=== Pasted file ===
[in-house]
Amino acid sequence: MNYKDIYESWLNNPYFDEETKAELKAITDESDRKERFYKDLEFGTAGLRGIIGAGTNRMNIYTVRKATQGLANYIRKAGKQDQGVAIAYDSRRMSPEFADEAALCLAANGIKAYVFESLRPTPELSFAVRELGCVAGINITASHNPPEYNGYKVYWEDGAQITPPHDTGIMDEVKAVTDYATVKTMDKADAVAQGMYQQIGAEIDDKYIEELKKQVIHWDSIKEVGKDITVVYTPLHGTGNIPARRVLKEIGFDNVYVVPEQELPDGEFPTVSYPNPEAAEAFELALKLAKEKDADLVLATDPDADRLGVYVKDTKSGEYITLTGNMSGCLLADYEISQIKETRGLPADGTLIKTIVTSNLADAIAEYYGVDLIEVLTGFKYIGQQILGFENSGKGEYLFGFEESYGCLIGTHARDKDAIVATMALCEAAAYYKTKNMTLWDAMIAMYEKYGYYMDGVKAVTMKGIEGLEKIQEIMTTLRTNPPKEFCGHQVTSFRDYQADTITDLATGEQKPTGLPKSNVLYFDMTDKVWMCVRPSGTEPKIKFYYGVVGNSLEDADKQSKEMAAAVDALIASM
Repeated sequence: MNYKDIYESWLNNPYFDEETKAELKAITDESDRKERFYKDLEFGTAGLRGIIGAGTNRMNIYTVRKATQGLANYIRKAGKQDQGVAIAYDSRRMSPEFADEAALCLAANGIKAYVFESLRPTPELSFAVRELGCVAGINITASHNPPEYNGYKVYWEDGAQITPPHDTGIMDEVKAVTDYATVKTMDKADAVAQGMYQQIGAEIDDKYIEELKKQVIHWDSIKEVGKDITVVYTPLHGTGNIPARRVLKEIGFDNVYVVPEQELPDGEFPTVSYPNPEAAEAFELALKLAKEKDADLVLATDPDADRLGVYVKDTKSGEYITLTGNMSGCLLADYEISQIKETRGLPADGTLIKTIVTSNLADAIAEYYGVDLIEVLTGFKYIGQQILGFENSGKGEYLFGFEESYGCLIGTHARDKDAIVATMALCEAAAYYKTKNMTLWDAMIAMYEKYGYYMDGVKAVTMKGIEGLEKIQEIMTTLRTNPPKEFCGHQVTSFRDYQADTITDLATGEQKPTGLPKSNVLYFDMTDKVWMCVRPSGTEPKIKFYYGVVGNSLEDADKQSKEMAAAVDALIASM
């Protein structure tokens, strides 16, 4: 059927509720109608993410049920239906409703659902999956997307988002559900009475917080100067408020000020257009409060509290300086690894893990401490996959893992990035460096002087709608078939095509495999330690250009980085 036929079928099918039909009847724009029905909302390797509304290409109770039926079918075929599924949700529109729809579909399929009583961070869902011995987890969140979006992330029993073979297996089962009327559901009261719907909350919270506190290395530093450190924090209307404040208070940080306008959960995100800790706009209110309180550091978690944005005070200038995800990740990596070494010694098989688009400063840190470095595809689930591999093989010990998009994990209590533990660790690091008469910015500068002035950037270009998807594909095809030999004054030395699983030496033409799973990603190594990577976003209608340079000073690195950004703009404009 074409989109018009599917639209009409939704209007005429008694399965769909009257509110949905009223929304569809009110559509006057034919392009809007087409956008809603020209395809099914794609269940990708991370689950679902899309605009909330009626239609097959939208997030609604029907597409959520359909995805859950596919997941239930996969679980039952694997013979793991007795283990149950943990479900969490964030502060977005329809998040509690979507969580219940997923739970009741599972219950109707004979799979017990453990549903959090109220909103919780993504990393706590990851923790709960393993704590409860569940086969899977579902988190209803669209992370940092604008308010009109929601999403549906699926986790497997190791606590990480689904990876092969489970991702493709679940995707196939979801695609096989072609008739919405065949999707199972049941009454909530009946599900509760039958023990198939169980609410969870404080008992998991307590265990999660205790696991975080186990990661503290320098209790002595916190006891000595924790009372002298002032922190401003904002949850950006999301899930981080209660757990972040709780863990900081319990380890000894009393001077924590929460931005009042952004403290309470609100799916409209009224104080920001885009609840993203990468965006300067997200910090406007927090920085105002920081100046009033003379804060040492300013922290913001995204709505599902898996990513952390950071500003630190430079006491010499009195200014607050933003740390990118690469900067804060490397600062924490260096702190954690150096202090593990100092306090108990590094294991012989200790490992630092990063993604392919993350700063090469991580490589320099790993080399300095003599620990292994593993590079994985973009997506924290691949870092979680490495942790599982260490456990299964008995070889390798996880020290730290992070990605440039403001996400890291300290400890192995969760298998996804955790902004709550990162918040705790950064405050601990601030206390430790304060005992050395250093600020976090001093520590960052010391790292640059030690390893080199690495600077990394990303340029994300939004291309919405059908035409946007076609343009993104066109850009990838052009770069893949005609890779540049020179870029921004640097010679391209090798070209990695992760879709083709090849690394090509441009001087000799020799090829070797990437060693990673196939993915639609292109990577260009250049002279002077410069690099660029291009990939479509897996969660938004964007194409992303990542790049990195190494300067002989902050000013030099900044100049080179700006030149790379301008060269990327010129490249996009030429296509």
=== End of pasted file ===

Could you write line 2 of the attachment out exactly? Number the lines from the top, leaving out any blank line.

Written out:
Amino acid sequence: MNYKDIYESWLNNPYFDEETKAELKAITDESDRKERFYKDLEFGTAGLRGIIGAGTNRMNIYTVRKATQGLANYIRKAGKQDQGVAIAYDSRRMSPEFADEAALCLAANGIKAYVFESLRPTPELSFAVRELGCVAGINITASHNPPEYNGYKVYWEDGAQITPPHDTGIMDEVKAVTDYATVKTMDKADAVAQGMYQQIGAEIDDKYIEELKKQVIHWDSIKEVGKDITVVYTPLHGTGNIPARRVLKEIGFDNVYVVPEQELPDGEFPTVSYPNPEAAEAFELALKLAKEKDADLVLATDPDADRLGVYVKDTKSGEYITLTGNMSGCLLADYEISQIKETRGLPADGTLIKTIVTSNLADAIAEYYGVDLIEVLTGFKYIGQQILGFENSGKGEYLFGFEESYGCLIGTHARDKDAIVATMALCEAAAYYKTKNMTLWDAMIAMYEKYGYYMDGVKAVTMKGIEGLEKIQEIMTTLRTNPPKEFCGHQVTSFRDYQADTITDLATGEQKPTGLPKSNVLYFDMTDKVWMCVRPSGTEPKIKFYYGVVGNSLEDADKQSKEMAAAVDALIASM